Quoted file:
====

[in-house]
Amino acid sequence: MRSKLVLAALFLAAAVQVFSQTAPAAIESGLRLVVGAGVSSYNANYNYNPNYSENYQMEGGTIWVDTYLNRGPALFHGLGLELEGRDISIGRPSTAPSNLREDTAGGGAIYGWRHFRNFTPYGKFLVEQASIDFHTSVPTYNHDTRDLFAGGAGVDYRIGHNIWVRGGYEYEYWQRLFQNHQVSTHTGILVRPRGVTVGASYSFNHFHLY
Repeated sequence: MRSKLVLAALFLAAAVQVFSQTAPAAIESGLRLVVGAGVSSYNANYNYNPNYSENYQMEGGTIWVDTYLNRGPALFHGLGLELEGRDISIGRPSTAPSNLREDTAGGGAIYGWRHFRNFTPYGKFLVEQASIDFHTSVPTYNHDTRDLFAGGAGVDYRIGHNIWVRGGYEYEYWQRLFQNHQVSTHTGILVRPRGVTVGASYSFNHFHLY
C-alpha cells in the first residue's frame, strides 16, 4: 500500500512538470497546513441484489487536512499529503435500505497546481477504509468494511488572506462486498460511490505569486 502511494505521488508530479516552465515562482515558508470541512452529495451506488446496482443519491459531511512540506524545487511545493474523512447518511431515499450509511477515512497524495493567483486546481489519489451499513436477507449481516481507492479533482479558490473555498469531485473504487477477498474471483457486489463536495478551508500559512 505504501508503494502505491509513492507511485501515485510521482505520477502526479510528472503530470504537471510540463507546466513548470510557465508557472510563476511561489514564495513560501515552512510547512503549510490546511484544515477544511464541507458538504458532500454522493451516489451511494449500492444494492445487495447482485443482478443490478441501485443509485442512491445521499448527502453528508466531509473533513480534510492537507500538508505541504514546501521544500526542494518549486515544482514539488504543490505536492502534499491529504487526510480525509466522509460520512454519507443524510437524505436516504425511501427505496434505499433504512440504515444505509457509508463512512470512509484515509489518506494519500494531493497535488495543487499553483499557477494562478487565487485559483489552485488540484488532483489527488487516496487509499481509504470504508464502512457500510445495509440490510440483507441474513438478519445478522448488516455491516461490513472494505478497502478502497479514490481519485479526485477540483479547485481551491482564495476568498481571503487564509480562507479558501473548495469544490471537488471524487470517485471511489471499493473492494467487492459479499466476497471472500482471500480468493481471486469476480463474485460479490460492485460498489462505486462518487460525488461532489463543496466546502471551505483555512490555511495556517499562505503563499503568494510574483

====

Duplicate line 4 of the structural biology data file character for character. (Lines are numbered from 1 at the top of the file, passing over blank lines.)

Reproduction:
C-alpha cells in the first residue's frame, strides 16, 4: 500500500512538470497546513441484489487536512499529503435500505497546481477504509468494511488572506462486498460511490505569486 502511494505521488508530479516552465515562482515558508470541512452529495451506488446496482443519491459531511512540506524545487511545493474523512447518511431515499450509511477515512497524495493567483486546481489519489451499513436477507449481516481507492479533482479558490473555498469531485473504487477477498474471483457486489463536495478551508500559512 505504501508503494502505491509513492507511485501515485510521482505520477502526479510528472503530470504537471510540463507546466513548470510557465508557472510563476511561489514564495513560501515552512510547512503549510490546511484544515477544511464541507458538504458532500454522493451516489451511494449500492444494492445487495447482485443482478443490478441501485443509485442512491445521499448527502453528508466531509473533513480534510492537507500538508505541504514546501521544500526542494518549486515544482514539488504543490505536492502534499491529504487526510480525509466522509460520512454519507443524510437524505436516504425511501427505496434505499433504512440504515444505509457509508463512512470512509484515509489518506494519500494531493497535488495543487499553483499557477494562478487565487485559483489552485488540484488532483489527488487516496487509499481509504470504508464502512457500510445495509440490510440483507441474513438478519445478522448488516455491516461490513472494505478497502478502497479514490481519485479526485477540483479547485481551491482564495476568498481571503487564509480562507479558501473548495469544490471537488471524487470517485471511489471499493473492494467487492459479499466476497471472500482471500480468493481471486469476480463474485460479490460492485460498489462505486462518487460525488461532489463543496466546502471551505483555512490555511495556517499562505503563499503568494510574483